Aaron Sorkin serves up an overly polite historical courtroom drama that misses the mark.
The Trial of the Chicago 7 is one of those ‘quality’ films where everyone involved clearly feels they are making something important and, in way, they are. The story is one of government abuse / revenge (it’s a show trial) and an attempt to silence dissent. On the other hand, all it can muster in terms of a political statement, in it’s polite seriousness, is ‘I wish these ruffians weren’t in charge of our fine institutions’.
Coming from Sorkin, this is to be expected. As the writer of The West Wing, a fun bit of wish fulfilment TV, his worldview is perhaps the embodiment of current centrist thinking. That series, and this film, tell us that everything is fine until individual bad actors (or less intelligent people) come along and that ideals are second to polite process. Here he excoriates Jerry Rubin and Abbie Hoffman for not being more like Tom Hayden and synthesis can only be achieved by the former becoming more like the latter. He even goes out of his way to make prosecutor Richard Schultz a conflicted individual when there is no evidence for this.
But the key here is Bobby Seale, co-founder of the Black Panther Party and the 8th member of the 7. Sorkin seems blind to the fact that for Bobby Seale, for black Americans, this is what every trial would feel like, long before and long after Nixon. The institutions are part of the problem, they can’t not be. Due to his respectful and sensible centrism, Sorkin has created a film that is all gesture and no substance. A film that, like the teacher all of Sorkin’s heroes inevitably become, isn’t angry but is just disappointed in the naughty children. Apparently there is a war on.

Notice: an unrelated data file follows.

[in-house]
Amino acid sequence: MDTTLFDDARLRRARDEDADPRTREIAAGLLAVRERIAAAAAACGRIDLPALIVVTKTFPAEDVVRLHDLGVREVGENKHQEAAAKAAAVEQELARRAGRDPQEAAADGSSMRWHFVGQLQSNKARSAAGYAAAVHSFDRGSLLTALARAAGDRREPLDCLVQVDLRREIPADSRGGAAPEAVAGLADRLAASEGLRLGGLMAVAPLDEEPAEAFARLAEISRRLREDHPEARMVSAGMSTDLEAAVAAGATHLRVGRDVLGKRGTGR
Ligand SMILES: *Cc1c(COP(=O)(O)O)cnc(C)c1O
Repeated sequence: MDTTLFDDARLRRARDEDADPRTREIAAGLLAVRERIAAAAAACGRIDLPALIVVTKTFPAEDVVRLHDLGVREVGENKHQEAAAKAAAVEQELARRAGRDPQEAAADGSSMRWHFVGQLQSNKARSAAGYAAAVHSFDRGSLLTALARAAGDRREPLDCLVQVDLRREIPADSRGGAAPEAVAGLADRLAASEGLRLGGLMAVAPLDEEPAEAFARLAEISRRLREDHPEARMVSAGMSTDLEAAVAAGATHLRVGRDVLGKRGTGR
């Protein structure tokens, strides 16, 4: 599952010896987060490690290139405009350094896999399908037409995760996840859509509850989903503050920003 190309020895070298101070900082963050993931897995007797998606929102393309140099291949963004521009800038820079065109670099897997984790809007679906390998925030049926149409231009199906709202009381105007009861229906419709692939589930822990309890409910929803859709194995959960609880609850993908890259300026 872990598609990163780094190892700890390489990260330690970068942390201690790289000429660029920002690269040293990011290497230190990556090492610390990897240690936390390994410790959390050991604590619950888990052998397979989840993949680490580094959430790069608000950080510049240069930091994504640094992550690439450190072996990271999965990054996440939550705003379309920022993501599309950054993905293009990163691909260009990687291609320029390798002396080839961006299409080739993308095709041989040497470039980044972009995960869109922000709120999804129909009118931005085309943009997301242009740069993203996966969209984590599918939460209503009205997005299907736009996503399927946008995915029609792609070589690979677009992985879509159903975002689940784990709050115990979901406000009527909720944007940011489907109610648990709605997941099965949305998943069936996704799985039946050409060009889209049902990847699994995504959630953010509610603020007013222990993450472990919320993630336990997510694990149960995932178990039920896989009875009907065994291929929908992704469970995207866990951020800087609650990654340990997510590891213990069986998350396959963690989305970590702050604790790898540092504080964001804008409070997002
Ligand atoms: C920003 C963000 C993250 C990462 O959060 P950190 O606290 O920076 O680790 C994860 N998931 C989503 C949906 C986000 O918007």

Technically, the film itself is rather plodding. The performances are all fine but only Yahya Abdul-Mateen II as Bobby Seale is given any room for actual passion.
If you want to watch a great film about the Chicago 7, watch Peter Watkins’ Punishment Park. If you want a comfort blanket, I guess Sorkin is your man.
The Trial of the Chicago 7 is currently playing at The Mallard Cinema and will be available on Netflix from 16 October.